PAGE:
Second lab report of College of Agriculture, Vellayani

A topping of grated carrot and freshly chopped coriander or mint leaves on your favourite dish looks great and adds to the smell and taste, but it could also spell trouble. The vegetables used for garnishing may be loaded with toxic pesticides, unless they are home-grown.

The second report of the Pesticide Residue Research and Analytical Laboratory at the College of Agriculture, Vellayani, has revealed dangerous levels of pesticide residue in 14 vegetables used by most households. While seven vegetables were found to be low in pesticide content, 38 were listed as safe-to-eat.

The laboratory carried out tests on 260 samples of 59 vegetables collected from retail shops, supermarkets and markets in Thiruvananthapuram, Kollam, Alappuzha and Kasaragod during the period from April 1 to June 30 this year.

Mint leaf, carrot, curry leaf, green chilly, coriander leaf, green capsicum, cucumber, celery, ladies finger, amaranthus (red and green), eggplant, radish and drum stick were found to be the most contaminated (exceeding the maximum residue limit set by the Food Safety and Standard Authority of India), while tomato, yellow capsicum, red capsicum, ginger, cabbage (violet), cauliflower and long beans were found to have less of pesticide residue.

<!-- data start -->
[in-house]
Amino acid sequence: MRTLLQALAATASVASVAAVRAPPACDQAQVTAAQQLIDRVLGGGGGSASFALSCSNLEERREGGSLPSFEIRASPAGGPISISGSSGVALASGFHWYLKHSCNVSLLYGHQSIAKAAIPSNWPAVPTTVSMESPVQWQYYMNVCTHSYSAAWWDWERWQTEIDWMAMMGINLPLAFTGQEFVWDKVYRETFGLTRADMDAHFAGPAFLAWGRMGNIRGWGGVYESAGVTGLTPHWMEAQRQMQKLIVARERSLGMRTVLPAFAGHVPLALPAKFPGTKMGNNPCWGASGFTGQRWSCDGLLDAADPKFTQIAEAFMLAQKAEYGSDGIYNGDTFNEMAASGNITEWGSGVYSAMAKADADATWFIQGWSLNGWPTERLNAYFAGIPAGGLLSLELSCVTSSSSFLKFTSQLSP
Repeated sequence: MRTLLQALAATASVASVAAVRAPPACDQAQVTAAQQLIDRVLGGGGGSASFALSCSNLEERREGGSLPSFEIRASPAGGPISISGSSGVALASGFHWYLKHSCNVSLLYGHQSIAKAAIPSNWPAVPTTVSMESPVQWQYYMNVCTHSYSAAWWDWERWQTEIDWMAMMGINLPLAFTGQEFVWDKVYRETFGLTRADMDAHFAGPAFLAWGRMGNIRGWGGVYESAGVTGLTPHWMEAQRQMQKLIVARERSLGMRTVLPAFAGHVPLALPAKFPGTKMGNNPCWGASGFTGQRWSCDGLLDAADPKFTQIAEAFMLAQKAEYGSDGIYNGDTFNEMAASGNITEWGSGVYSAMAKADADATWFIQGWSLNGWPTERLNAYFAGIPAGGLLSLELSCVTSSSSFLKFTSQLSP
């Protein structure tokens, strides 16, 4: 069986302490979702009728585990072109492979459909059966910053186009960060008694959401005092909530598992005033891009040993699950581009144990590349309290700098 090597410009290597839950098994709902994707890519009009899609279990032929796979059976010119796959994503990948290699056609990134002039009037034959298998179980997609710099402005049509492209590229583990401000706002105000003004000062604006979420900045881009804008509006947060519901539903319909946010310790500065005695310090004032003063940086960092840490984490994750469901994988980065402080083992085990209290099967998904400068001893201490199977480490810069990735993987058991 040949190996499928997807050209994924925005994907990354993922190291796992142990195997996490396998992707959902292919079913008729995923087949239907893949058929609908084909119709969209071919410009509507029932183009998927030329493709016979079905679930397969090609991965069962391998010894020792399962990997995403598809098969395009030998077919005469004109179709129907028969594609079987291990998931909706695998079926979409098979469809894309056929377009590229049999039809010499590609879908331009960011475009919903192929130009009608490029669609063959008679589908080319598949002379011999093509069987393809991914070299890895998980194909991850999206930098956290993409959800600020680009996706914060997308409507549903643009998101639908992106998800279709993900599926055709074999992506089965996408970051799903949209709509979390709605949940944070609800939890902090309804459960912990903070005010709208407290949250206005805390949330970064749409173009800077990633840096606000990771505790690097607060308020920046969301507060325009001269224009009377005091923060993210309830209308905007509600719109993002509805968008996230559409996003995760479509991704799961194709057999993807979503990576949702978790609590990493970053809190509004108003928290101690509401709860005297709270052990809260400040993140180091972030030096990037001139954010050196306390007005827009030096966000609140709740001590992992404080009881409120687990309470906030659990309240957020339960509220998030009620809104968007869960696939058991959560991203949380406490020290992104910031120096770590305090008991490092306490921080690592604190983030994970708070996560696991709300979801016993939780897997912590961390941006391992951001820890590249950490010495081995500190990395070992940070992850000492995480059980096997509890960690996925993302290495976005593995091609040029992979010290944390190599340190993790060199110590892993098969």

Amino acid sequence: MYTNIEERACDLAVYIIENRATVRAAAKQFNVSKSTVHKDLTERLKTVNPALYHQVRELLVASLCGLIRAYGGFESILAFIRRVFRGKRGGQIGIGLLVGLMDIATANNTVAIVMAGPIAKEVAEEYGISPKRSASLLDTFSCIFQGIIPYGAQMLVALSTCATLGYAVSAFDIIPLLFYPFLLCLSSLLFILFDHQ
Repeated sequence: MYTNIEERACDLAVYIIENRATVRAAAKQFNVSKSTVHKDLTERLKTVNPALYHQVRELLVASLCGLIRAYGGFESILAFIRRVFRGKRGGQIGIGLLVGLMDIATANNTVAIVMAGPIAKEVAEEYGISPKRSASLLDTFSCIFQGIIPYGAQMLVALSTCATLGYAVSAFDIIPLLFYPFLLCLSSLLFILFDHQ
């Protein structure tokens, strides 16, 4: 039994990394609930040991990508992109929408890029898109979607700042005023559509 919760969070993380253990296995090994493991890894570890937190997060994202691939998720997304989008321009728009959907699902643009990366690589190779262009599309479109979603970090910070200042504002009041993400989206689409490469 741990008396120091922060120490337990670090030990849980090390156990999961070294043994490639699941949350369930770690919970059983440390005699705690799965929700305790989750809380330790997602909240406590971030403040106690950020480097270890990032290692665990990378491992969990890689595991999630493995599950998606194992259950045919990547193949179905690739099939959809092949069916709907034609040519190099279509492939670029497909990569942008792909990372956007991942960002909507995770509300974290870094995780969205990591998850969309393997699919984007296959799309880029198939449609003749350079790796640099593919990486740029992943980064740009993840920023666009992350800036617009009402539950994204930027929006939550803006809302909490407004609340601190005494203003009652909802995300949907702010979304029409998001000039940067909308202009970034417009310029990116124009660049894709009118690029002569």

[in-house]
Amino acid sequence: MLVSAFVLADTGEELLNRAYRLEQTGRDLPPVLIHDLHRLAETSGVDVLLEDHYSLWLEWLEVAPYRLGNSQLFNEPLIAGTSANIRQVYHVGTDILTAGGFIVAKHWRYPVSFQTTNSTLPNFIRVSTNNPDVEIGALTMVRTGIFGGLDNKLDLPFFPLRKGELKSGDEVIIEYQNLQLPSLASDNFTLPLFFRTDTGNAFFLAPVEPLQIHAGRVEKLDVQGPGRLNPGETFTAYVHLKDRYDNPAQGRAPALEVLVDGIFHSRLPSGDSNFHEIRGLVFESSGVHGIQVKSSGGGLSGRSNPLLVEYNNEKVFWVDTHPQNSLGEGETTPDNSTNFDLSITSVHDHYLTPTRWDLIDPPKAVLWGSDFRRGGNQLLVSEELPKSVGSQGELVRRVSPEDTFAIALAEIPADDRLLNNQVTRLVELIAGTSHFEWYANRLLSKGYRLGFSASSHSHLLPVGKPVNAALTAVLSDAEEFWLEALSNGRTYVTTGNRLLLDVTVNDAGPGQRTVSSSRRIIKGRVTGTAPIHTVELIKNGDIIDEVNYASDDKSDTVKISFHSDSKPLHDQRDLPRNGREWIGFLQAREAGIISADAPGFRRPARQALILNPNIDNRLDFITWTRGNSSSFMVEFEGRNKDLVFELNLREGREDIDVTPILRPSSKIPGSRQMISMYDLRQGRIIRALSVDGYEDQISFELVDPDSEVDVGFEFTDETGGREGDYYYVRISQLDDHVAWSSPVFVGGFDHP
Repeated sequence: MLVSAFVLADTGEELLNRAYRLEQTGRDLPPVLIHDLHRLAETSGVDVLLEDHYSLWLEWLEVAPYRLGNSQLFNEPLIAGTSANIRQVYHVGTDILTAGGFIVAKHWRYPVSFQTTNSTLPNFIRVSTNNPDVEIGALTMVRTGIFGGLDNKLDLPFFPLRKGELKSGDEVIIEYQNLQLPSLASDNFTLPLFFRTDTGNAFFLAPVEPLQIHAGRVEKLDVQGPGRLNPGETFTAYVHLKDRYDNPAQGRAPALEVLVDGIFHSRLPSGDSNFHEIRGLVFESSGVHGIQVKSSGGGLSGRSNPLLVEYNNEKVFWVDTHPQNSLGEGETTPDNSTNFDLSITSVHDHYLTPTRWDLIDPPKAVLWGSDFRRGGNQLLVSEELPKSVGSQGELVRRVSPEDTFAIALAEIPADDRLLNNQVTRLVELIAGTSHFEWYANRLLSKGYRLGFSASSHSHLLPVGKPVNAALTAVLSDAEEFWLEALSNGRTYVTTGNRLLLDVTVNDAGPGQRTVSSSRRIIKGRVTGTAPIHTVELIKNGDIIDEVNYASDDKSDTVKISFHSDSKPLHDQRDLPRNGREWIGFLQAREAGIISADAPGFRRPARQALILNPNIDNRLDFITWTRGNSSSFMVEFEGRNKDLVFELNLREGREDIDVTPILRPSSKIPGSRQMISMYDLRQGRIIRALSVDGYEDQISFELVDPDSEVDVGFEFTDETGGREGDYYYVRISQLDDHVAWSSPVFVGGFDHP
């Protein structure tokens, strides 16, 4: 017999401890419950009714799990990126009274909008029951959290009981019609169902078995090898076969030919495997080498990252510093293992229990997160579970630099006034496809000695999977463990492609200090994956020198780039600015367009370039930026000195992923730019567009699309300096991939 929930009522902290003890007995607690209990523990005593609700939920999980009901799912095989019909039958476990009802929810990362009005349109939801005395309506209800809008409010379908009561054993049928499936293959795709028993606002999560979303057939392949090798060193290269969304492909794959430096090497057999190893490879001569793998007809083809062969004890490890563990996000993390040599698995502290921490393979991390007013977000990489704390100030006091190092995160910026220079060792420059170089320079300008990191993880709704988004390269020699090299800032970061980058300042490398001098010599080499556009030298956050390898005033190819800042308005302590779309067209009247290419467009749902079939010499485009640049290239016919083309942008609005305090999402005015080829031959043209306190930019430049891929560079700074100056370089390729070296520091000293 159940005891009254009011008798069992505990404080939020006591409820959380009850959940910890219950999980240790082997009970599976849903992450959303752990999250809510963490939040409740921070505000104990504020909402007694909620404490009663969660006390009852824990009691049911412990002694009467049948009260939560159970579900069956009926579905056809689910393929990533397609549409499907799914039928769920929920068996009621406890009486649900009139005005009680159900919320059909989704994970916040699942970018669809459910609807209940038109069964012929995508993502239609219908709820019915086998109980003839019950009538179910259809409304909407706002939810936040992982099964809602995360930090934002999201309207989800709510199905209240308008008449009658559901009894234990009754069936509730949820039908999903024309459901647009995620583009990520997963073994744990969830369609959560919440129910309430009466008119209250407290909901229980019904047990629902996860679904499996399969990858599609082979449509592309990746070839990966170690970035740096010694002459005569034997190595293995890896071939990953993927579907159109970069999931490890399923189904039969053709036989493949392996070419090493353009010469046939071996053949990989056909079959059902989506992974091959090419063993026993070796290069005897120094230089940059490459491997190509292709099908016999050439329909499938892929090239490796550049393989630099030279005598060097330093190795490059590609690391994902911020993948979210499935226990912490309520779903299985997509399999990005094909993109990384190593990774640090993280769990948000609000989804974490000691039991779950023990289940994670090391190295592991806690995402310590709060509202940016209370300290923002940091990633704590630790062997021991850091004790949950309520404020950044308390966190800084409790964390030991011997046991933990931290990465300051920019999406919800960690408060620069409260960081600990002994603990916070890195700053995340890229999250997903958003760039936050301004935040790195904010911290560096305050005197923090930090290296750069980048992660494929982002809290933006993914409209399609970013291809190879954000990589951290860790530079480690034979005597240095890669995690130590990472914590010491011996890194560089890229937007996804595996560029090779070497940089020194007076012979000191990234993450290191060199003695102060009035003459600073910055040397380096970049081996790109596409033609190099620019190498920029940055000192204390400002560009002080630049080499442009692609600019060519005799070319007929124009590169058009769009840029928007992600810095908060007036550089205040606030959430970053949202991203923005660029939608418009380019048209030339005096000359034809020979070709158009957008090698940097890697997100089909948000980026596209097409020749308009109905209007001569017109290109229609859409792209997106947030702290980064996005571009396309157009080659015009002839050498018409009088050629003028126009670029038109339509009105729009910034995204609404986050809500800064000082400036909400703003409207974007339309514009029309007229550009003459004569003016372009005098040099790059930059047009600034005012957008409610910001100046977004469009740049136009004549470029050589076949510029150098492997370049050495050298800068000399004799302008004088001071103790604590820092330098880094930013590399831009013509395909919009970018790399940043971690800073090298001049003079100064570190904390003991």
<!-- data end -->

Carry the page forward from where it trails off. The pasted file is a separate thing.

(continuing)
The samples contained residues of several pesticides including Profenophos, a neurotoxic pesticide banned in Kerala and restricted to tea and cotton in other States.

Interestingly, ivy gourd (kovakka), gooseberry, red onion, tomato, cauliflower, cabbage (white and violet), long beans and capsicum (yellow and red) which were listed as dangerously contaminated in the first report published in June, have made it to the safe- to eat category in the current report, indicating that pesticide safety is becoming a priority for farmers.

The laboratory has taken up periodic analysis of vegetable samples at under a project titled ‘Production and marketing of safe to eat vegetables for sale through government outlets.

Thomas Biju Mathew, Professor and principal investigator of the project, said the pesticide residue level in the dangerously contaminated vegetables was found to be high in samples collected from different outlets. This, he said, indicated that most of these products were sourced from the same place, probably outside Kerala.

“The high-level of profenophos residue in carrot and mint, curry and coriander leaf is a matter of grave concern. It shows that the pesticide is widely misused by vegetable farmers in the neighbouring States.”

The report of the study has been put up on the website of the Public Relations Department, Government of Kerala (www.prd.kerala.gov.in). It also contains information on methods to remove pesticide residue from vegetables using vinegar, salt, water and tamarind paste.